Credit: Pranav Gohil
New arts district aims to brighten Chennai community's dark reputation
Indian graffiti artist Epoc was taking a break from painting his towering, multicolored mural in Kannagi Nagar when he made a surprisingly frank admission.
He had only ever been to the district in Chennai, southern India, once before -- and that was because he was lost.
"It's not a good area to hang out in. When it gets dark, it's not safe here."
Epoc's admission was rather off-message, considering he was in Kannagi Nagar as part of a project designed to challenge precisely those kinds of opinions about the district.
In February, Indian arts nonprofit St+art recruited around 15 artists to create murals in the residential neighborhood, home to around 80,000 people.
Largely formed between 2000 and 2010, Kannagi Nagar has served as a resettlement area for residents of various Chennai slums, including many people displaced by the deadly tsunami that struck the city in 2004.
It has a reputation for being steeped in alcoholism, drug use and crime. Some residents have reportedly been refused jobs when employers discovered their address.
"When you Google Kannagi Nagar, there are articles telling you not to go there," said Karan Kaul, assistant curator of St+art. "It's cut off from the city."
St+art saw an opportunity to turn drab residential housing blocks into a series of huge canvases for Chennai's first dedicated art district.
Indian artists such as Epoc, Kashmira Sarode and Poornima Sukumar and foreigners including Austrian David Leitner and Canadian Ben Johnston took up the task of painting massive, vibrant works of art.
The new art district has raised questions about how much visiting artists painting Instagrammable images on apartment blocks can really benefit those living inside them.
But, a recent visit there suggests that the project is being received with more optimism than cynicism.
Kannagi Nagar's new art district -- which officially opened in late February -- is centered around blocky residential buildings flanking a large strip of dust and gravel.
In a more prosperous neighborhood, this area might have been used for a park or lawn. Here, barefoot kids play volleyball, dodging broken glass.
The strip is overlooked by the project's centerpiece: a huge black and white mural by Chennai graffiti artist A-Kill depicting two smiling sisters, based on a photograph he took of local kids.
Nearby, Leitner's work depicts a pensive-looking woman amid scattered receptacles, designed to represent the water shortages currently affecting Chennai.
On a wall facing a school, Karthik, a Chennai-based pointillism artist who uses the name SS 108, created a mural depicting a chicken riding a man.
"I wanted to make something comical," he said. "It can have deeper meaning... but it's fun to see a chicken riding a man."
He added that the art district was already benefiting local youngsters, pointing out that a few days previously he hosted a pointillism workshop for 30 children.
"It's not just coming in, painting a wall then going," he said. "The dialogue is kept up. Over two, three years, if you keep coming back, that's when you make change."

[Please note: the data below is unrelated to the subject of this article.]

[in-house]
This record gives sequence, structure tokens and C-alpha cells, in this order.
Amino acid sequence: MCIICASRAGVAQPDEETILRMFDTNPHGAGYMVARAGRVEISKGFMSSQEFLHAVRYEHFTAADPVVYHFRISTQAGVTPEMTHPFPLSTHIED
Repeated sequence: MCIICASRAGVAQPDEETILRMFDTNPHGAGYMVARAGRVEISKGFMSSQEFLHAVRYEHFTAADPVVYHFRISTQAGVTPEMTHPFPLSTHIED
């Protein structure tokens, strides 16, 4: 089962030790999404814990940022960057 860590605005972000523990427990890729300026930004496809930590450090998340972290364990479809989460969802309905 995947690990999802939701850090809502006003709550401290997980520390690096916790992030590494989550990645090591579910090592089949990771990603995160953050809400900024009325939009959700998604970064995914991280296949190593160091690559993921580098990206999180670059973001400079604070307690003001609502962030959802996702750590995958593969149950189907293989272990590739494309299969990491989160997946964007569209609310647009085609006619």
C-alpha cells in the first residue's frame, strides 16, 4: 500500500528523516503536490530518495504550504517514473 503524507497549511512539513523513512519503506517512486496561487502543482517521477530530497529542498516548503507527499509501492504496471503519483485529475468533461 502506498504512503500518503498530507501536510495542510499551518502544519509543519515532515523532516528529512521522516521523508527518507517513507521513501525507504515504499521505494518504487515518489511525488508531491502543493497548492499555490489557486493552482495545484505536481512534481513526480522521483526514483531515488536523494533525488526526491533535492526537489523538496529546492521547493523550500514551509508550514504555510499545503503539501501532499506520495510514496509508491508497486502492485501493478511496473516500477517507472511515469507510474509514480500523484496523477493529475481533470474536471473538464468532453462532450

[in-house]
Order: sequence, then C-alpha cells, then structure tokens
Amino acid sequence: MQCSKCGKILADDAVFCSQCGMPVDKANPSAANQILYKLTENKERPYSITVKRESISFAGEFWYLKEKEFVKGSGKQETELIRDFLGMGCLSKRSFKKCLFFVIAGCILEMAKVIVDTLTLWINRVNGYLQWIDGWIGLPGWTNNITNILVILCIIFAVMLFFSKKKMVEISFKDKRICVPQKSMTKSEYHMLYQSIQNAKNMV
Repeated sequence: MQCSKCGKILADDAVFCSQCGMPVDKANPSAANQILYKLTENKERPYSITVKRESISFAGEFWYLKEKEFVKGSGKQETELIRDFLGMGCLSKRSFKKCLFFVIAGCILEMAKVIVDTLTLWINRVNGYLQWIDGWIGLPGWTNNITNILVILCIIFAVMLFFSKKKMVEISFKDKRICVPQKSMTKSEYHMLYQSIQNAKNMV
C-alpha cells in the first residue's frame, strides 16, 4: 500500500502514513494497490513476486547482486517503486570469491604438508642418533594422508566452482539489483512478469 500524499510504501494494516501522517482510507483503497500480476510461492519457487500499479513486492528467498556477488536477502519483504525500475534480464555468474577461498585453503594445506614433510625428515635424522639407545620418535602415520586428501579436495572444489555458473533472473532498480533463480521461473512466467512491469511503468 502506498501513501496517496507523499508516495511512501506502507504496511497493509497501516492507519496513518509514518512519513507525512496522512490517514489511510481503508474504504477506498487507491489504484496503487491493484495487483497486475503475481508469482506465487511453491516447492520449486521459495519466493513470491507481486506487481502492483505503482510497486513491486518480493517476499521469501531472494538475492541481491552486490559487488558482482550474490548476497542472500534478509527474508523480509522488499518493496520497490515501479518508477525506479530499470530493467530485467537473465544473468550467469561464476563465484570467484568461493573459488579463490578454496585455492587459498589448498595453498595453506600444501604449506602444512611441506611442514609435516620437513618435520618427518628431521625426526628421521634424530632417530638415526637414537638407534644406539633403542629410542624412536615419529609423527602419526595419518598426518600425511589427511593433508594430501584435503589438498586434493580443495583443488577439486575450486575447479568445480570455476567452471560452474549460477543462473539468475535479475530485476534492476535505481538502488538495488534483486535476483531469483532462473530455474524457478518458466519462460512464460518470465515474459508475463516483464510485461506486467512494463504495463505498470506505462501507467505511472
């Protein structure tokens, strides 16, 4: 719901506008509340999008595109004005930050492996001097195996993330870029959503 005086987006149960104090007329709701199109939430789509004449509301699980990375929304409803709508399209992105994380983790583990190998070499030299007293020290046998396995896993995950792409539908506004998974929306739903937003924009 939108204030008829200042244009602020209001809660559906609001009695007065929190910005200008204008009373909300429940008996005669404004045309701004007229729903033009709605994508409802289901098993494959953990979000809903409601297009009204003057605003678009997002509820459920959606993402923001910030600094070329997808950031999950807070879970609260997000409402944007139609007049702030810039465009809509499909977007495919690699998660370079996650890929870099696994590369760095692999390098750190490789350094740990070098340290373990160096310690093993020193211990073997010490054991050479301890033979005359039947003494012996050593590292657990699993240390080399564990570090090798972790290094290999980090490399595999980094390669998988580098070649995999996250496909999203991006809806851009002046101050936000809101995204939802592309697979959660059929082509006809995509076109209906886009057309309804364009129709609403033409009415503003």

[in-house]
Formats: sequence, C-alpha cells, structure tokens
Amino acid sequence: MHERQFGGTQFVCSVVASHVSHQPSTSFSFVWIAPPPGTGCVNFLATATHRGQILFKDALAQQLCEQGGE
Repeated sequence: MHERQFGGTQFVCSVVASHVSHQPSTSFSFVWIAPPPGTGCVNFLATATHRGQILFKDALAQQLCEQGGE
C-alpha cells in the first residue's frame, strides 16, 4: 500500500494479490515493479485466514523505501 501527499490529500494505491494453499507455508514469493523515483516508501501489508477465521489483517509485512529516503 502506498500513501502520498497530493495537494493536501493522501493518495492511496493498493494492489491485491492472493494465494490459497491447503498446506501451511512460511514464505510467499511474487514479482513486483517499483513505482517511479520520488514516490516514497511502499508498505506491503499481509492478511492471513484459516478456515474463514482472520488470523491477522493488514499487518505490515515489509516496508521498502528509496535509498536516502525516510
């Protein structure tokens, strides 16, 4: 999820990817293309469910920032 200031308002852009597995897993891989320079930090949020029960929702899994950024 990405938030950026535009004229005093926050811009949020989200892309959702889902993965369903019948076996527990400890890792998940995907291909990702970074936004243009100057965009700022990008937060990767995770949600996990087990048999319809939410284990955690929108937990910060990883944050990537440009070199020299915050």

The children are also being encouraged to beautify their district.
Over 100 local kids recently helped volunteers daub colorful paint across the length of another housing block.
Epoc said that while many children were excited by the incoming artists, interactions with some older locals had been less positive.
"The kids are seeing that you can do something different and make a living out of it," he said. "But some people have been like, 'Why are you doing this? Instead of painting you could be cleaning our garbage.'"
Epoc was born in a poor section of Nungambakkam in central Chennai. "My place has a lot of rich people, but there are housing projects," he said. "I come from the projects... so I understood the point that person was making.
"And it's a generation thing. Most of the people who said that (criticism) were 50 year-olds with nothing to do. They're bored and drunk."
Off the tourist trail
St+art's aim is to change perspectives about Kannagi Nagar and dislodge social stigmas attached to its residents.
Since 2014, the arts collective has created street art projects in cities such as Mumbai and New Delhi. Murals have been worked on in city centers and featured on tourists' guided walks.
But Kannagi Nagar's rough reputation and its location approximately 15 kilometers south of downtown Chennai means it is unlikely to attract hordes of tourists.
St+art founder Akshat Nauriyal said that rather than travelers and bloggers, local people would be the beneficiaries of Kannagi Nagar's new works.
"This isn't gentrification," he said. "Although that's a valid conversation, because it (creating street art zones) has been a tool for gentrification, especially in the West. Real estate developers bring artists in on the pretext of 'giving back to the community,' then just open cafes."
He added that, to show commitment to the area, plans are being made for artists to return to create more murals and host other workshops. Local community arts leaders have been appointed, with organizers spreading the word about activities.
"We have no hipsters here," said St+art assistant curator Kaul. "When we were discussing a community celebration day I was like, 'There's no point putting it on social media.' It's really for the people... we walked around with a megaphone."
"It builds community," Nauriyal said. "People can be proud of their neighborhood, and as a result how they treat their neighborhood changes."
Whether the district's reputation can be significantly improved by the colorful revamp should become more apparent soon, but one balance has already shifted.
Now, when Googling Kannagi Nagar, you find almost as many celebratory articles about the area's huge, stunning new street art as you do about its troubles.